One year ago, you asked us to serve on the Climate Leadership Team and provide your government with advice on how to advance B.C.’s climate change plan. The motivation for the new plan was clear: while B.C. had been a leader on developing climate policy in Canada, and in fact around the world, the province’s carbon pollution was rising and stronger policy would be needed to get the province on track to meet our legislated emissions reduction targets.
You asked us for recommendations that would enable the province to meet its 2020 and 2050 climate targets, maintain a strong economy, and provide support to the British Columbians most in need. You asked us to reach consensus across a group that included leaders from First Nations, business, academia, local government, the provincial government and environmental organizations.
The process we worked through last year was difficult, but it was also successful. We managed to deliver in six months. Our work resulted in 32 recommendations that we provided to your government last November. The package of recommendations represents a mix of innovative thinking and compromise that fulfills our mandate and respects the different perspectives represented on the team. The recommendations provide a blueprint to help get the province back on track for our climate targets, stimulate innovation, create jobs, protect B.C. businesses and support rural communities.
We advised your government to commit to the package of recommendations this year so that British Columbians and B.C. businesses have time to plan. This is particularly true of our recommendations to strengthen the carbon tax, which were central to the overall package. Committing to a next schedule of increases, closing gaps in its coverage and explaining how the revenue will be used will help reduce uncertainty, ease the transition to a low-carbon economy for emissions-intensive and trade-exposed sectors and families, and support investments in clean energy across the province.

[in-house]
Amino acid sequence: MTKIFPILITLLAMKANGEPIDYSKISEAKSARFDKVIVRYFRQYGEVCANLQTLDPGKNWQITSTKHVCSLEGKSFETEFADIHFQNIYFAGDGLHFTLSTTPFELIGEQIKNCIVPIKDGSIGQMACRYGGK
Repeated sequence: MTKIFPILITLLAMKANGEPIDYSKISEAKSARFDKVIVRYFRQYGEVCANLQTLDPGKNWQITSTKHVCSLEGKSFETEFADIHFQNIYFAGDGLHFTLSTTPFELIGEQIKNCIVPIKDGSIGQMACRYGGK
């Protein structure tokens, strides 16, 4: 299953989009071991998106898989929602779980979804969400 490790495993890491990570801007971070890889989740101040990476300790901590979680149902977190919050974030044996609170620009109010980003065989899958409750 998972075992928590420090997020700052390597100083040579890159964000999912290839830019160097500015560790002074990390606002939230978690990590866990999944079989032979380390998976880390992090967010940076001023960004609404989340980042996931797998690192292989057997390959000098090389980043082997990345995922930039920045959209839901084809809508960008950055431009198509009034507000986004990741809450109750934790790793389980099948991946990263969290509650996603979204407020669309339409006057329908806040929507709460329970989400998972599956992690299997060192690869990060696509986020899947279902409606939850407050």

The reasons to move forward with this plan are stronger than ever. Climate change threatens our economy, our communities and our environment. To confront those threats, we need to increase our efforts to reduce fossil fuel use and better prepare ourselves for a changing climate. And as the world increasingly begins to act, the demand for clean energy is accelerating. The actions we take to increasingly shift to clean energy in the province will also help position B.C. businesses to provide the solutions the world needs.
We want to see the province reach its climate targets; delay only increases the costs and makes it harder to succeed. We are thus concerned about the shifts in deadlines. You initially committed to having a draft plan in advance of the Paris climate talks last December and a final plan by this March. The draft plan was cancelled and the deadline for the final plan was pushed to June.
B.C. is in no position to delay or scale back its efforts. The rest of Canada and the rest of the world have been taking action since B.C.’s initial climate plan in 2008, and B.C.’s increasing carbon pollution is taking us in the wrong direction.
B.C. can’t be a climate leader if its carbon pollution is rising. As the federal government places a renewed emphasis on climate action, now is the time for B.C. to be articulating its next steps.
The new federal-provincial relationship on climate change will be defined by the jurisdictions taking actions to significantly reduce their carbon pollution and B.C. should be among them.
The Climate Leadership Team recommendations, implemented in their entirety, provide the blueprint for a B.C. climate plan to put the province back on track for the 2050 and interim 2030 targets. Anything less is not climate leadership.
Chief Ian Campbell, Hereditary Chief, Squamish Nation
Chief Michelle Edwards, Cayoose Creek Band
Tom Pedersen, Professor of Oceanography, University of Victoria
Matt Horne, B.C. Associate Director, Pembina Institute
Merran Smith, Executive Director, Clean Energy Canada
Tzeporah Berman, Adjunct Professor, Faculty of Environmental Studies, York University
Nancy Olewiler, Professor, School of Public Policy, Simon Fraser University